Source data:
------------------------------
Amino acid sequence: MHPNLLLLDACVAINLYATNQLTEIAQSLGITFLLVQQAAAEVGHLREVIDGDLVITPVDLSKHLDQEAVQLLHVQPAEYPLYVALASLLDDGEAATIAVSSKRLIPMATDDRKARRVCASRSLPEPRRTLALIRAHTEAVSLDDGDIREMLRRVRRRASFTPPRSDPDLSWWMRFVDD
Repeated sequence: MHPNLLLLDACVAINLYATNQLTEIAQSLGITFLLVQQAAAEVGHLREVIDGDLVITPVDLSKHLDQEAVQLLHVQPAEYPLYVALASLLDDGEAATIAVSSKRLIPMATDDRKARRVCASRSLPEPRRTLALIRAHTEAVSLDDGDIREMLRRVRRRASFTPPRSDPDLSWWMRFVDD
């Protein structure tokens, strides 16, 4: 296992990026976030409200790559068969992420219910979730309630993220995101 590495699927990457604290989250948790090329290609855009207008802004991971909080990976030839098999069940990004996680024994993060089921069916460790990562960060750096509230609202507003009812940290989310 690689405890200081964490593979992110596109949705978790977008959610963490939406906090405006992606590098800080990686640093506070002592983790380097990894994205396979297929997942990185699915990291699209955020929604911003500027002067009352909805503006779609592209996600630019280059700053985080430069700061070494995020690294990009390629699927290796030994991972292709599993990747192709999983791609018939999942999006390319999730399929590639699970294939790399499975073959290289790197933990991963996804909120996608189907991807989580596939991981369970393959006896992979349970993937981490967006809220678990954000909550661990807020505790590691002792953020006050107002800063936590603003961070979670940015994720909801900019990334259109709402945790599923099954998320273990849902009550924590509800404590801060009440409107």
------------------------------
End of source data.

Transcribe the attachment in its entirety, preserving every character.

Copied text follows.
Amino acid sequence: MHPNLLLLDACVAINLYATNQLTEIAQSLGITFLLVQQAAAEVGHLREVIDGDLVITPVDLSKHLDQEAVQLLHVQPAEYPLYVALASLLDDGEAATIAVSSKRLIPMATDDRKARRVCASRSLPEPRRTLALIRAHTEAVSLDDGDIREMLRRVRRRASFTPPRSDPDLSWWMRFVDD
Repeated sequence: MHPNLLLLDACVAINLYATNQLTEIAQSLGITFLLVQQAAAEVGHLREVIDGDLVITPVDLSKHLDQEAVQLLHVQPAEYPLYVALASLLDDGEAATIAVSSKRLIPMATDDRKARRVCASRSLPEPRRTLALIRAHTEAVSLDDGDIREMLRRVRRRASFTPPRSDPDLSWWMRFVDD
């Protein structure tokens, strides 16, 4: 296992990026976030409200790559068969992420219910979730309630993220995101 590495699927990457604290989250948790090329290609855009207008802004991971909080990976030839098999069940990004996680024994993060089921069916460790990562960060750096509230609202507003009812940290989310 690689405890200081964490593979992110596109949705978790977008959610963490939406906090405006992606590098800080990686640093506070002592983790380097990894994205396979297929997942990185699915990291699209955020929604911003500027002067009352909805503006779609592209996600630019280059700053985080430069700061070494995020690294990009390629699927290796030994991972292709599993990747192709999983791609018939999942999006390319999730399929590639699970294939790399499975073959290289790197933990991963996804909120996608189907991807989580596939991981369970393959006896992979349970993937981490967006809220678990954000909550661990807020505790590691002792953020006050107002800063936590603003961070979670940015994720909801900019990334259109709402945790599923099954998320273990849902009550924590509800404590801060009440409107």